An evening with 2022 Kerlan Award honoree Andrea Davis Pinkney
By Allison Campbell-Jensen
Was it the more than 50 books that Andrea Davis Pinkney has written for children and young people? The recognition that she writes movingly — for all ages and every person — about the trials African Americans faced at Jim Crow luncheon counters in the past, and still today? Her lively tales about famous people, like Martin Luther King Jr., the late Rep. John Lewis, and the singer Ella Fitzgerald, as well as ordinary kids — whether squirming in the Bright Brown Baby series, taking some time to go fishing, or, in East Africa, receiving their very first “Red Pencil”?
Or might it be the sheer beauty of her prose, which is backed with deep research, yet sings from her heart?
For all of these reasons and more — her drafts, research notes, and finished books are donated to the U of M Libraries Kerlan Collection of Children’s Literature — Pinkney was honored with the 2022 Kerlan Award.
Speaking to the group gathered in person (kept small because of pandemic concerns) and the large number tuning in via livestream, Pinkney called on images of young people transformed by books during her presentation on Oct. 11, 2022.
Transformed by books
“It changed my life,” she said of “The Collected Poems of Langston Hughes.” Until a teacher shared that poetry collection with her, Pinkney described herself as a lackluster elementary school student. Although she might not have thought herself an author then, she went on to win an award for writing while in sixth grade — even though she didn’t enter the contest.
She believes a different teacher may have pulled, without her knowledge, from her notebook and submitted her ultimately award-winning story of a person made of fire, running.
Creator of picture books for littles, historical fiction, nonfiction (such as “Rhythm Ride: A Road Trip through The Motown Sound”), and the libretto for “The Snowy Day Opera,” Pinkney is Vice President and Executive Editor for Scholastic Trade Books. She is an editor and publisher yet continues to write every day.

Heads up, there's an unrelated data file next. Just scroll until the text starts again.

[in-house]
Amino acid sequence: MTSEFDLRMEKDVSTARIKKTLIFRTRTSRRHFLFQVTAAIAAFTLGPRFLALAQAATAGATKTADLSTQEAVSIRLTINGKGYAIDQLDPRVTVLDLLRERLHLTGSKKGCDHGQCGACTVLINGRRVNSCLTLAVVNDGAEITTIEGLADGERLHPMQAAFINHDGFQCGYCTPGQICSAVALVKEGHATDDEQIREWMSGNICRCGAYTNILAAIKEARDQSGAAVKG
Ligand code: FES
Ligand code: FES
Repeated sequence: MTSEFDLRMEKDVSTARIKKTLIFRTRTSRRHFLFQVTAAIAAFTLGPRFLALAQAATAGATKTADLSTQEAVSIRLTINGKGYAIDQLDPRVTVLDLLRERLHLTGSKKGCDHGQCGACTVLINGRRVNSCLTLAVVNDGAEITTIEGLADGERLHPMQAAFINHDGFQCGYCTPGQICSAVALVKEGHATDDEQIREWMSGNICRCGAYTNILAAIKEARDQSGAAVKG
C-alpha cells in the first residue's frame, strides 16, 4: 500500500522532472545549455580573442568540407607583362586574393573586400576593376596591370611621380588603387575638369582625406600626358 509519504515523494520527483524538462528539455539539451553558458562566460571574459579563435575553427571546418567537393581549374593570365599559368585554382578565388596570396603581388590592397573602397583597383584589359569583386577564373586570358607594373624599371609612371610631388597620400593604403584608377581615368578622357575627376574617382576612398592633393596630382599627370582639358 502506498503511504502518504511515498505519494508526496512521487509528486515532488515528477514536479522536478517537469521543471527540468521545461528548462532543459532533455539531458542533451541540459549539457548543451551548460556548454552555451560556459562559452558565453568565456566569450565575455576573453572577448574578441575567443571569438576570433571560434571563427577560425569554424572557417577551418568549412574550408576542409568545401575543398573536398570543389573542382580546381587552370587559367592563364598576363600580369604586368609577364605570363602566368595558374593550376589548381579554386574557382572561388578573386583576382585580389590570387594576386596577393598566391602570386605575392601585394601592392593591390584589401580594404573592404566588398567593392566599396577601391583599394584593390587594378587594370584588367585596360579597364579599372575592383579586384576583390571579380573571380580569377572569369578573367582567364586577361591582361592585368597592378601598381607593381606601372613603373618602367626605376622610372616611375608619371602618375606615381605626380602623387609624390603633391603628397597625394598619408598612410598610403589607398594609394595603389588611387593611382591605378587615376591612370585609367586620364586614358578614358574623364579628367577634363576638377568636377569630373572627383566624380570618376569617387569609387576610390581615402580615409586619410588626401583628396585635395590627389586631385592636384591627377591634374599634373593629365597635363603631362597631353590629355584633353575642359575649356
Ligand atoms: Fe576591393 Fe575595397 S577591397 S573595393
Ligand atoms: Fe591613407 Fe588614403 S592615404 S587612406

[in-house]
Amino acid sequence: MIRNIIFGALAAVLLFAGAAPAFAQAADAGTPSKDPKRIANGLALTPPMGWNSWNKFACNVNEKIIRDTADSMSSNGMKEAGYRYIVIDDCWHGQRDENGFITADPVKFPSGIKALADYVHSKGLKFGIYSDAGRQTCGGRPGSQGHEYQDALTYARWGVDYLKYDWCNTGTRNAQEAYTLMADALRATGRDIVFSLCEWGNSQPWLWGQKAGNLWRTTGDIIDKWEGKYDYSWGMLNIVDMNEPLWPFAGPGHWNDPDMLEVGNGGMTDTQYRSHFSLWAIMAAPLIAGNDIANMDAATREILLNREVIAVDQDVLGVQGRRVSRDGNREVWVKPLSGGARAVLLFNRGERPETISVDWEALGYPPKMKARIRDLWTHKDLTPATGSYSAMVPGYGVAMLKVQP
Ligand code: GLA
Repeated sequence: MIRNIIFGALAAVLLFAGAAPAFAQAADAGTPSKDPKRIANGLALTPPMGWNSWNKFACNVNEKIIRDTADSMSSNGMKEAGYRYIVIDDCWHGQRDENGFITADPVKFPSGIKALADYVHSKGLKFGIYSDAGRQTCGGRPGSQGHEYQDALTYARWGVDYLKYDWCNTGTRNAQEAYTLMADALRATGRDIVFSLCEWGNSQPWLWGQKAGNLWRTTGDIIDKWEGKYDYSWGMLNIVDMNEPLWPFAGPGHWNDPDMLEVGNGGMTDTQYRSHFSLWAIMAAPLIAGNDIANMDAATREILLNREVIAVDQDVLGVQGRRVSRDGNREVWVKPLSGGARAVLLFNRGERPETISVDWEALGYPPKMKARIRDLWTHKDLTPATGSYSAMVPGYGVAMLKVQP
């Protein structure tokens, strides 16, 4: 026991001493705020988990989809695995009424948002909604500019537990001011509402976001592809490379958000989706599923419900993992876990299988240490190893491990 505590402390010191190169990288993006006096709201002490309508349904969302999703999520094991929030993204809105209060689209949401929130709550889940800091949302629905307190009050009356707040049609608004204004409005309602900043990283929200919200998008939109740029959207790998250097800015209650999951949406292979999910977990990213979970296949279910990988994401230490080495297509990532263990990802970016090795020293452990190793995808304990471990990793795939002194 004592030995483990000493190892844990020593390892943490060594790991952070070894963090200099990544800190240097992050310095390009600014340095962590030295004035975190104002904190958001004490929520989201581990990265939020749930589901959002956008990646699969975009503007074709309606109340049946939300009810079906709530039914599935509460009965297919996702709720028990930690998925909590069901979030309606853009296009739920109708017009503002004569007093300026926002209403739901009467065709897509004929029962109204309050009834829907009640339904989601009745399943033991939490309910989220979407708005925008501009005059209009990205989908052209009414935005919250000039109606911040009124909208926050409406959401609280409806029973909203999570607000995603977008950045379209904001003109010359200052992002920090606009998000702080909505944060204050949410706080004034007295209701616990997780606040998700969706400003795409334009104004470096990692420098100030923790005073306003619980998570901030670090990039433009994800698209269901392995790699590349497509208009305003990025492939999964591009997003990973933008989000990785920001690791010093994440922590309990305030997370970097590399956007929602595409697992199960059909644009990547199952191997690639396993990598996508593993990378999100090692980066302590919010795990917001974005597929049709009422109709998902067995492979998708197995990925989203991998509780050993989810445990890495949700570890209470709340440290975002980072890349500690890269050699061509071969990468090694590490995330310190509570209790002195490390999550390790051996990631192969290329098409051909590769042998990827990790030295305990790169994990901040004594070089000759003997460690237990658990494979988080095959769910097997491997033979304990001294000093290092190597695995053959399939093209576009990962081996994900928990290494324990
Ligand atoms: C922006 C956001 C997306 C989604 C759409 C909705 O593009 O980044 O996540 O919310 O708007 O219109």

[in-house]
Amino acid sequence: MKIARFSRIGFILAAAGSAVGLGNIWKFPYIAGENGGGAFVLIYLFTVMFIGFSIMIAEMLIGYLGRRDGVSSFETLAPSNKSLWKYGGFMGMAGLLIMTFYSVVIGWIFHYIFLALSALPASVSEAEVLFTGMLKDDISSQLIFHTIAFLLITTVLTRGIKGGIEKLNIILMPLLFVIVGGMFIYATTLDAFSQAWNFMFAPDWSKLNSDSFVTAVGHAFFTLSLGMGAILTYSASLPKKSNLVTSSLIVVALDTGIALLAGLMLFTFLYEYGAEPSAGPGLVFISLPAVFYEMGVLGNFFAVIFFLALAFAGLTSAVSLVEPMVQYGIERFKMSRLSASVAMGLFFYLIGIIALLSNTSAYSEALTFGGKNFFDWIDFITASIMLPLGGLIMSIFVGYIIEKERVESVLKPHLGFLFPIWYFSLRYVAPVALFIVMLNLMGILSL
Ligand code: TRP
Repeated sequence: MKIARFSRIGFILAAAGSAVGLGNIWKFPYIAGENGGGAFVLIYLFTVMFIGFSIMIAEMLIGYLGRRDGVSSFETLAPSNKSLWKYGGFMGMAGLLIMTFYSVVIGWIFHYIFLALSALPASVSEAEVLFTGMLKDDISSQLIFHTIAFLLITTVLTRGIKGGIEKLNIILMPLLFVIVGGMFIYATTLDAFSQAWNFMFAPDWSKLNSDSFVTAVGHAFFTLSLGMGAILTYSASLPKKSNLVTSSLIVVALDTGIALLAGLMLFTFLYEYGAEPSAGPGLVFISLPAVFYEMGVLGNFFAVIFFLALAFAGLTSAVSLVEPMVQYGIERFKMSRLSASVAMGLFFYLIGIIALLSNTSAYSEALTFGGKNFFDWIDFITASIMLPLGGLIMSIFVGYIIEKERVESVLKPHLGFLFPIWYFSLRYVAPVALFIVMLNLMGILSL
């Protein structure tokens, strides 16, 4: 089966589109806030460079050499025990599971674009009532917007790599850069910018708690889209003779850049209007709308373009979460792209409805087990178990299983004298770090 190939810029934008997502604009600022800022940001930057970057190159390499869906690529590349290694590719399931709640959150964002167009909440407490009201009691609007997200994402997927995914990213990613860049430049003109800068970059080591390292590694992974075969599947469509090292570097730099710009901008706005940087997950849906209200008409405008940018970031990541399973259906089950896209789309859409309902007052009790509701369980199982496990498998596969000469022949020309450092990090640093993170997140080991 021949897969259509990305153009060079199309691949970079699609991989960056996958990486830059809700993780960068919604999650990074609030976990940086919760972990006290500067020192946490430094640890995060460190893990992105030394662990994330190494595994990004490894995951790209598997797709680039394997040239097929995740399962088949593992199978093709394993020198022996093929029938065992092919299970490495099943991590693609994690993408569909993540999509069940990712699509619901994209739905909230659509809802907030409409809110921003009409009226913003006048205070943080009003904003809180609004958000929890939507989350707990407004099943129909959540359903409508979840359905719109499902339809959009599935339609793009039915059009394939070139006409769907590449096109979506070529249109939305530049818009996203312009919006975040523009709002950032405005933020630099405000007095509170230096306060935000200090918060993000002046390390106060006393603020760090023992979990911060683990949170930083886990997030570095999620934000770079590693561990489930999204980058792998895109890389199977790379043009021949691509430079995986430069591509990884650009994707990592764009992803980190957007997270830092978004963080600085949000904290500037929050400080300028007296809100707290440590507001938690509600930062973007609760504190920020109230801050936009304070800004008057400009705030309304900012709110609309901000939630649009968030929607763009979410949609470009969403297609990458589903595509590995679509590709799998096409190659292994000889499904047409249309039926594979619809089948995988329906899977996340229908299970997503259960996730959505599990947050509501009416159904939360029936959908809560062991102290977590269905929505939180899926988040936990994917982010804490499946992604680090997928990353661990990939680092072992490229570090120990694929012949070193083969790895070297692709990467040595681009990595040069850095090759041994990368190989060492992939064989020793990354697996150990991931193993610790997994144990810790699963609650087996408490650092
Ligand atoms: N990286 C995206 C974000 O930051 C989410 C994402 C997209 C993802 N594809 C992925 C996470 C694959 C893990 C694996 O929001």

Her new book, “Because of You, John Lewis: The True Story of a Remarkable Friendship,” is available in the Twin Cities at the Red Balloon bookshop, at the Red Balloon’s booth at the Oct. 15 Twin Cities Book Festival, or via Scholastic online.
And still they rise
During her Kerlan Award acceptance, Pinkney pointed out the outstanding price of the ticket of joy rides provided by books. “Reading is free, freedom. … You kid, will walk into the Andersen Library, see a new world, and rise at the Kerlan.”
She repeated the theme of children and children’s literature creators rising at the Kerlan, which resonates with the refrain of Maya Angelou’s poem, “Still I Rise”:
Out of the huts of history’s shame
Up from a past that’s rooted in pain
Of another child — one of the millions of girls on the globe whom Pinkney said can neither read nor write — the door of knowledge can be opened with a pencil. Said Pinkney: “She’s a seeker … [but] she can’t see what we don’t show her. She gets to see and believe that a whole World of Possible can start with her pencil playing on paper.”
Later, in conversation with Kerlan Curator Lisa Von Drasek, Pinkney talked about her author’s voice that Von Drasek described as lyrical: “In terms of voice, it really comes from the oral tradition. … I’m African American and that’s part of the African American experience. I grew up at a dinner table that was filled with the musical majesty, really, of the oral tradition.”
She added: “When you came to dinner, you better be ready to tell a story — and put some fire behind it!” Her father could make anything — even a trip to the bank — exciting through his storytelling, she added, and her mother was also a great creator of tales in the Southern tradition.
Pinkney joins the company of previous Kerlan Award honorees, including such literary luminaries as Minnesota’s Wanda Gag and Kate DiCamillo, Lois Lowry, Barbara Cooney, and Tomie DePaola — all of whose works and, in many cases drafts and production materials, are contained in the University of Minnesota’s Kerlan Collection. This event was hosted by the Kerlan Friends Board of Directors and co-sponsored by Rain Taxi.
Toward the end, Pinkney acknowledged the competition among publishers for what could be best-selling books. But, she added, “in the grand scheme, we’re all in it together: the quilt, the tapestry, the mosaic. That’s really how I feel.”
And she celebrated these books that link thousands of children, young adults, parents, teachers, and other readers, one to another.